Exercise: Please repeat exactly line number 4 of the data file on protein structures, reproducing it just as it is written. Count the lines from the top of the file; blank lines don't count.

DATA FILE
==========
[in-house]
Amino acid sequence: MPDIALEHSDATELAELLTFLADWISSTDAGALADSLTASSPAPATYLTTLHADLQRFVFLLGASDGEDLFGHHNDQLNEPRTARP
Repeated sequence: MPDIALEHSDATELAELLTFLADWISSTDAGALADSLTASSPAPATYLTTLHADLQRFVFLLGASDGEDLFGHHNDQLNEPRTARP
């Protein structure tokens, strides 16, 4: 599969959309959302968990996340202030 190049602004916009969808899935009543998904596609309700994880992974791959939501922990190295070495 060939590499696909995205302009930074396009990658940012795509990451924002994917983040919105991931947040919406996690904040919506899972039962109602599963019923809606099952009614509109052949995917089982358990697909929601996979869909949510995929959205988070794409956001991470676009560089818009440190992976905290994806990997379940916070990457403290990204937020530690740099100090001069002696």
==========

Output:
């Protein structure tokens, strides 16, 4: 599969959309959302968990996340202030 190049602004916009969808899935009543998904596609309700994880992974791959939501922990190295070495 060939590499696909995205302009930074396009990658940012795509990451924002994917983040919105991931947040919406996690904040919506899972039962109602599963019923809606099952009614509109052949995917089982358990697909929601996979869909949510995929959205988070794409956001991470676009560089818009440190992976905290994806990997379940916070990457403290990204937020530690740099100090001069002696």